Etymology
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mononuclear (adj.)

"having a single nucleus," 1866; see mono- "single" + nuclear.

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monograph (n.)

"treatise on a single subject, account or description of a single thing," 1805, from mono- "single" + -graph "something written." Earlier in this sense was monography (1773). Related: Monographic; monographist; monographer (1770).

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monoculture (n.)

"cultivation of a single crop when others are possible," 1915, from French (c. 1900); see  mono- "single" + culture (n.).

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mono- 

word-forming element of Greek origin meaning "one, single, alone; containing one (atom, etc.)," from Greek monos "single, alone," from PIE root *men- (4) "small, isolated."

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haploid (adj.)
"having a single set of unpaired chromosomes," 1908, from German haploid (Strasburger, 1905), from Greek haploos "single, simple" (see haplo-) + -oid.
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monoplane (n.)

1907, a hybrid coined from mono- "single" + second element of aeroplane. In old planes the wings formed a single surface running across the fuselage.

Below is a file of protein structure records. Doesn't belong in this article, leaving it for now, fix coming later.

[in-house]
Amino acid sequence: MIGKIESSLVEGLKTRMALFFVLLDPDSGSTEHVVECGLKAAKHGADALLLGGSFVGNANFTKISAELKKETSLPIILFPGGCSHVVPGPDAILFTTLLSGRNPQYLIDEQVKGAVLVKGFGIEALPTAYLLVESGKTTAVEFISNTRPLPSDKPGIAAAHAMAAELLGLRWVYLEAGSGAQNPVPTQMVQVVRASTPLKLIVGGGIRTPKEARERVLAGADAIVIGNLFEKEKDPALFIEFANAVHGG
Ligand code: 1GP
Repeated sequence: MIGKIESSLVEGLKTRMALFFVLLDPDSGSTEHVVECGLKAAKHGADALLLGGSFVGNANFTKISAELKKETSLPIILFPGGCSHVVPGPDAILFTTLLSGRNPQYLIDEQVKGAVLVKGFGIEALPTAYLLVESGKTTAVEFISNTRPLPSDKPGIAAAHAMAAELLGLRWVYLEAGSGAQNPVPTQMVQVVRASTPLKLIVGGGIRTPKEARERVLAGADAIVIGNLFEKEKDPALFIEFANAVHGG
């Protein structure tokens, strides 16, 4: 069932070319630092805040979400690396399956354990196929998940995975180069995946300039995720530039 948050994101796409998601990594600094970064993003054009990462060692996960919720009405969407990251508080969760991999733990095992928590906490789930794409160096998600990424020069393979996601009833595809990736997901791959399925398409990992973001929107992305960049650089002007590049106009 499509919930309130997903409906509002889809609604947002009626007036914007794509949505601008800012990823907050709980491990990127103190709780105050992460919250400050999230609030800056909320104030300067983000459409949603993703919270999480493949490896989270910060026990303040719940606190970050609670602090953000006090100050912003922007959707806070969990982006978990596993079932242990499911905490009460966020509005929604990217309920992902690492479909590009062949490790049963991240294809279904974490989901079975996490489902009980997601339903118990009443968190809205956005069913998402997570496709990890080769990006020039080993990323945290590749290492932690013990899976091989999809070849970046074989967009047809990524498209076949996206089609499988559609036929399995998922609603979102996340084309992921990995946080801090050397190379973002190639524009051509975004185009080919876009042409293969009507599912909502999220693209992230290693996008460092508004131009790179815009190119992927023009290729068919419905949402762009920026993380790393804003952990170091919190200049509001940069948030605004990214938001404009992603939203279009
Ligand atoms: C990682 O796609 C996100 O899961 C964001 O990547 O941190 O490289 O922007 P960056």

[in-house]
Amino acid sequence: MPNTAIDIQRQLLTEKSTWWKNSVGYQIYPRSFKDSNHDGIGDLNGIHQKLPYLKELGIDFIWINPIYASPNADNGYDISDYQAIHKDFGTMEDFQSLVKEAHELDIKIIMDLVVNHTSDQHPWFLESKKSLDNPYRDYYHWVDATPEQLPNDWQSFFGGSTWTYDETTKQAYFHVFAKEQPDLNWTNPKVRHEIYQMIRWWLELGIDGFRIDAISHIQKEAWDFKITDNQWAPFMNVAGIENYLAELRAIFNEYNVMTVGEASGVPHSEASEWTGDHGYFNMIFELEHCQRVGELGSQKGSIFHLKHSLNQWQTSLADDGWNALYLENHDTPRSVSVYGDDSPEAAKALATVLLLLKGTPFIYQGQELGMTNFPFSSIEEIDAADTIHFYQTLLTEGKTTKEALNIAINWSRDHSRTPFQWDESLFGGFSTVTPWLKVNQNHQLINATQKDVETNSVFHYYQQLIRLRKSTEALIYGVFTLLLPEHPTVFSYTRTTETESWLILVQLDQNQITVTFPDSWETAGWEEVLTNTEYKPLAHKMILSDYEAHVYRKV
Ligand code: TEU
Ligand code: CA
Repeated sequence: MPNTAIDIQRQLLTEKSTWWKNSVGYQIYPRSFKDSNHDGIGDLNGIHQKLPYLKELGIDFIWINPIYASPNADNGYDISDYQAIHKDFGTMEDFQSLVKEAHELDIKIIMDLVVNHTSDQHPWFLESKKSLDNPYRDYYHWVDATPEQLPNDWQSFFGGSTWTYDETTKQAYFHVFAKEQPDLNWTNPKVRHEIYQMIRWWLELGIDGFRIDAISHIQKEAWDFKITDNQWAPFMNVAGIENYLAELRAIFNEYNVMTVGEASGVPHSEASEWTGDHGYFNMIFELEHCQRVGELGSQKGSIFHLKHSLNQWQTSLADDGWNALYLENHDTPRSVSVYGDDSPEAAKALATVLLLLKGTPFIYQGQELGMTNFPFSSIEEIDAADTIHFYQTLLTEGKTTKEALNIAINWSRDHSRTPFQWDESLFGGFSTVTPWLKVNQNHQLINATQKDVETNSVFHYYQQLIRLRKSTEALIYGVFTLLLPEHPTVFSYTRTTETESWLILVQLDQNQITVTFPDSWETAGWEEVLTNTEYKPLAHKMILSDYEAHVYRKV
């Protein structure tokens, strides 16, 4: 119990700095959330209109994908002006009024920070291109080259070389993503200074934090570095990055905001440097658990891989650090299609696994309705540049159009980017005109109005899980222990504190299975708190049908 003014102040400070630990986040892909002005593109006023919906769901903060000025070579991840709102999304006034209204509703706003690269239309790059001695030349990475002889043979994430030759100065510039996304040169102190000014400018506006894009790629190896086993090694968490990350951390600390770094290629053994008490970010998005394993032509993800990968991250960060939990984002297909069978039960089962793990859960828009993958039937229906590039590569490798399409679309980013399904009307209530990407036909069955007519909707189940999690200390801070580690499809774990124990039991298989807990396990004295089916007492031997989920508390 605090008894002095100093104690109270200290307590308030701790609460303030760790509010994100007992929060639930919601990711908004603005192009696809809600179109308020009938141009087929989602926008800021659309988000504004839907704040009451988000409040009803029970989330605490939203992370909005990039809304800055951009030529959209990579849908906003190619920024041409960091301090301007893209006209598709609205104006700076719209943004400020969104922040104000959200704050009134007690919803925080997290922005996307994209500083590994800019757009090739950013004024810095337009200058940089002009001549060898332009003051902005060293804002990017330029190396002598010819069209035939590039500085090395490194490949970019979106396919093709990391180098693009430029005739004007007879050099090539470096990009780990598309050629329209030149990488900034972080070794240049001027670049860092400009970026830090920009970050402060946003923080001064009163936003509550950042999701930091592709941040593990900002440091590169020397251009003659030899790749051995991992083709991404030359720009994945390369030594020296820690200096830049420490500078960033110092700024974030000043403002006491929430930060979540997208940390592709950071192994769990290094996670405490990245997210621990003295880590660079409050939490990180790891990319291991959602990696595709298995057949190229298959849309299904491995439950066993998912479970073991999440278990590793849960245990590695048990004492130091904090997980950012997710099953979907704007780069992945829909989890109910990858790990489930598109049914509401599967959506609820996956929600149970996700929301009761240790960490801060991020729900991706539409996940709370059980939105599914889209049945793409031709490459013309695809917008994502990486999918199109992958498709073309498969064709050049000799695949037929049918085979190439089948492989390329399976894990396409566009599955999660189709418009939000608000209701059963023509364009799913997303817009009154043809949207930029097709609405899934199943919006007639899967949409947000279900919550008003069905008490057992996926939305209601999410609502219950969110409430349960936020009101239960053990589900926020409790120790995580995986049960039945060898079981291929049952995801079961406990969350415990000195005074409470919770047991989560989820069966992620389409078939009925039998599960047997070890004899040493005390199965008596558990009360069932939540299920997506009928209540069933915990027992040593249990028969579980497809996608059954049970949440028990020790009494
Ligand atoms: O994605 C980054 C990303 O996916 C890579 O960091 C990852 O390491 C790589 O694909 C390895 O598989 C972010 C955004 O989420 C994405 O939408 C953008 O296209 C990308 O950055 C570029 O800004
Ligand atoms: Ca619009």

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one-act (adj.)

of a play, "consisting of a single act," 1888, from one + act (n.).

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monochrome (n.)

1660s, "painting or drawing done in different tints of a single color," from Latinized form of Greek monokhrōmos, also monokhrōmatos, "of a single color," from monos "single, alone" (from PIE root *men- (4) "small, isolated") + khrōma (genitive khrōmatos) "color, complexion, skin" (see chroma). As an adjective from 1849. Photographic sense is recorded from 1940.

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monolith (n.)

"monument consisting of a single large block of stone," 1829, from French monolithe (16c.), from Latin monolithus (adj.) "consisting of a single stone," from Greek monolithos "made of one stone," from monos "single, alone" (from PIE root *men- (4) "small, isolated") + lithos "stone" (see litho-). Transferred and figurative use in reference to a thing or person noted for indivisible unity is from 1934.

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katana (n.)
type of long, single-edged sword, 1610s, from Japanese.
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